- 26/03/2020 2:56 PM
- 06/06/2020 8:36 AM
- 22/10/2019 7:12 PM
During the evening of the Feb. 12, Sothie and Samnang stayed up late in order to witness the decisive moment when the European Union cast their verdict on the infamous Everything But Arms (EBA) preferential trading agreement. After they established talking on the phone that night was not really enough, they resumed their discussion again quite early in the morning at that same Café shop. Until now, the government of Phnom Penh has taken the matter into consideration by responding to the European Union commission. Analytically, Samnang and Sothie want to know whether the decision made by the EU is reasonably correct.
Sothie: Samnang! There have been a lot of debatable comments lately on the topic of EBA. Some mention that Cambodia will lose a big chunk of its tariff-free exports to the EU. Laborers will lose their jobs. The economy will be like this and like that. This can be seen as an economic sanction toward the Cambodian government as well. Yet, there are also contradicting comments at the same time, saying that this will only affect an insignificant portion of the Cambodian economy as a whole. Do you have anything to share, Samnang?
Samnang: As I read the general news platforms, I felt a bit confused. However, when I began to read the official press release altogether, it looks like the entirety of the matter on EBA is not that alarming to the Cambodian government. The press release published by the European Union states that they are willing to cut EBA privileges on $1.09 billion worth of exports from Cambodia to the EU market, but this is out of a total amount of $5.5 billion in which Cambodia earns annually through trading with the EU. The clarification here is that, the EU’s trade preferences has been reduced, but it does not mean that we cannot trade with them anymore. This reduction in trade preferences means that Cambodia is still eligible to do trade with the EU, but with a catch, and that is the main condition of paying taxation which accounts for around $120 million per annum.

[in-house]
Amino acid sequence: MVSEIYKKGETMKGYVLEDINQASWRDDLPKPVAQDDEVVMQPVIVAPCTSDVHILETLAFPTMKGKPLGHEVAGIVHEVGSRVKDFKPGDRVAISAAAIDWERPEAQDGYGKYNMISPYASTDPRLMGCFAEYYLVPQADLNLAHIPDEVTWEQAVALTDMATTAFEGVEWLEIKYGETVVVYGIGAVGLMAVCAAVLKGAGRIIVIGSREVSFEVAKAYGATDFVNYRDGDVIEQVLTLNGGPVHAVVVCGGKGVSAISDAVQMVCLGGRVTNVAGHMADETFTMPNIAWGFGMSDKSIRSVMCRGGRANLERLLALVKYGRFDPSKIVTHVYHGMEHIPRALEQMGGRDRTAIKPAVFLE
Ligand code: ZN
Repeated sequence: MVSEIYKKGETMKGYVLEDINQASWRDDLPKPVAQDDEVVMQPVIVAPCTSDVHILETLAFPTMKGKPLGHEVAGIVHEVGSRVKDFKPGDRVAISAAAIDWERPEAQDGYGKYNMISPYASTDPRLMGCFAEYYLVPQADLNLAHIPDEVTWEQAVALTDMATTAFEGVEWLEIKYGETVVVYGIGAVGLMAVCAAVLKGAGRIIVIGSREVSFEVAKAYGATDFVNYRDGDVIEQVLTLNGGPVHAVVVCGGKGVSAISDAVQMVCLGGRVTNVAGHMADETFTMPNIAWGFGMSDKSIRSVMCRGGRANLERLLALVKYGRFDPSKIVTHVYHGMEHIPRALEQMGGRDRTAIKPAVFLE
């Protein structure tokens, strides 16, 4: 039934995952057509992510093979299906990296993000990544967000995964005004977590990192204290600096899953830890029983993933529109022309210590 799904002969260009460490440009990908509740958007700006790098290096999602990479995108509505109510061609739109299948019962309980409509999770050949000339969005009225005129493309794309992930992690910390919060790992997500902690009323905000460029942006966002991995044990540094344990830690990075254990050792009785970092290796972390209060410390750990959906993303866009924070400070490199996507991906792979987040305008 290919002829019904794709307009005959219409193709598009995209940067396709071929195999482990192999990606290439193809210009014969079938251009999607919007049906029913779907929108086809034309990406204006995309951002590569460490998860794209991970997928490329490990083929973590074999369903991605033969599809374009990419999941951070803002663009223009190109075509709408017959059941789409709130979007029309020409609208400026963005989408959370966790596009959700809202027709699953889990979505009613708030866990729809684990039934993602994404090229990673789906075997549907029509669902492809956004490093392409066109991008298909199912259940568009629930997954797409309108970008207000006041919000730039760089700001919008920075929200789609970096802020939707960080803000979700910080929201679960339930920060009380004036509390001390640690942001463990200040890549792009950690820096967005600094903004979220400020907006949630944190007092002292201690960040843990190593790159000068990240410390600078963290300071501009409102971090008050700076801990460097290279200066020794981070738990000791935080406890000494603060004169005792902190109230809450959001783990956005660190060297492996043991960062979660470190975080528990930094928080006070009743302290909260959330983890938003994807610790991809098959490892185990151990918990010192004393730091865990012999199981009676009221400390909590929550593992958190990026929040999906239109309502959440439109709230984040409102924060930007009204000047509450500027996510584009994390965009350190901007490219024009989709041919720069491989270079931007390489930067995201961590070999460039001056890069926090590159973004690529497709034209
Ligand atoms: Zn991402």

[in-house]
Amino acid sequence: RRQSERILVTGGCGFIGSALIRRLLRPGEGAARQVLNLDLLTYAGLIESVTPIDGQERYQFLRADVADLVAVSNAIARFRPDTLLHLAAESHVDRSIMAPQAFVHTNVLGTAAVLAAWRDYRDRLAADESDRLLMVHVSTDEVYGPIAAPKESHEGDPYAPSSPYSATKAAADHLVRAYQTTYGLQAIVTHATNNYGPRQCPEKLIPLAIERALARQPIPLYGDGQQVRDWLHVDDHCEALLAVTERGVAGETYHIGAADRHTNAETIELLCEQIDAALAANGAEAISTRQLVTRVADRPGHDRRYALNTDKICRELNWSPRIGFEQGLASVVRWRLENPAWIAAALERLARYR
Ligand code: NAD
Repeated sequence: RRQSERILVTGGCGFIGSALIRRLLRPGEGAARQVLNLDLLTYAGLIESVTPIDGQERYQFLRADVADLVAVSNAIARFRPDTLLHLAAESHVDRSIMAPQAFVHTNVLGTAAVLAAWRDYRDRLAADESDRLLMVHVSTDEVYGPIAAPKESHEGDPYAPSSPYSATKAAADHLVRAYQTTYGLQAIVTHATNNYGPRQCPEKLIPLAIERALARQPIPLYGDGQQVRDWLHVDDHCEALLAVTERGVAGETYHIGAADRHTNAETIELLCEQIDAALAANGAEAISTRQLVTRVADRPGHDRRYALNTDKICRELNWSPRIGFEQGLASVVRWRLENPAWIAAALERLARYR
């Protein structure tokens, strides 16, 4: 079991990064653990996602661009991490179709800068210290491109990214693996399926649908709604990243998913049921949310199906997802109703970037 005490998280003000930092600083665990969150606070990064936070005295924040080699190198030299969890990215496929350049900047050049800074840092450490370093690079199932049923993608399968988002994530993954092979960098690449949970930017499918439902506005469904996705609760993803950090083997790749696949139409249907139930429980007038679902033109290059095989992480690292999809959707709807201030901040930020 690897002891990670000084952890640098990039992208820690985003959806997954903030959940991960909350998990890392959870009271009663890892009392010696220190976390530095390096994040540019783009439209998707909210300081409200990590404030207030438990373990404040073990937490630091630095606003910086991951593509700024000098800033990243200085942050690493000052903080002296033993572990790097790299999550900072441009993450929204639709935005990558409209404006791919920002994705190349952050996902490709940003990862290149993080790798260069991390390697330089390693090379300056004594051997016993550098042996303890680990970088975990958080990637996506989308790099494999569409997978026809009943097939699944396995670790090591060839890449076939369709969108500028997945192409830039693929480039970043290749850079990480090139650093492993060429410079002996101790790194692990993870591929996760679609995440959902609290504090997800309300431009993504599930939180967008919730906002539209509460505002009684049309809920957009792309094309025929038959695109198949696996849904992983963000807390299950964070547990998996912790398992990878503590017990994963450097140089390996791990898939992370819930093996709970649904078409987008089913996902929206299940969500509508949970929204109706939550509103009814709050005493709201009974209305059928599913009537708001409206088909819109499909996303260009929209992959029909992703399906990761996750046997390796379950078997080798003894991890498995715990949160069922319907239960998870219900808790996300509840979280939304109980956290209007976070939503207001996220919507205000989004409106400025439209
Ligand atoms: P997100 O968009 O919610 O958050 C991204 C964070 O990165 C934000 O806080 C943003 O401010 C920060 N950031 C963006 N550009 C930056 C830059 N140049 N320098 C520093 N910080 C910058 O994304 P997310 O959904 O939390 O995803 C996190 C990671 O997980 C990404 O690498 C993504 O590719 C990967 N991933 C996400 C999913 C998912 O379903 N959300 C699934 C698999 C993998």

Sothie: If that’s so, then the amount is not tremendous. If you break it down, the government and the private sector have to simply pay taxes on roughly $10 million a month. Nothing for the Cambodian government, right?
Samnang: “Nothing” is not completely correct either. There is something, some impact. Though, it is within a small margin. In case the government and the private sectors could solve the issues raised by the EU on time, Cambodia can still do trade with the EU without any obstacles. Nothing is lost. In this point, if Cambodia can achieve it, then it would be a pride for us. Cambodia will not breathe using others’ nose anymore.
Sothie: So the suspension of EBA only serves the favor to comfort the opposition party?
Samnang: The decision of the EU, for me, is quite a smart move after all. It still needs to work with the government and at the very same time, it does not want the opposition party to feel left out. The opposition party’s intention is for the EU to push harder than what is actually happening right now, but the EU undoubtedly put more consideration on their action. The beginning of this EU press releases seems to be very demanding, but at the end of the press release, the EU has mentioned that they are ready to return back the EBA trade preferences package as soon as Cambodia solves its issues. This is just a temporary suspension. Which means that there is a 6-month gap in which Cambodia has to solve the remaining issues. As I see it, the EU just wants to make the opposition party feel a bit satisfied, but the bigger picture is that the EU wants to create a better diplomatic atmosphere with the Cambodian government.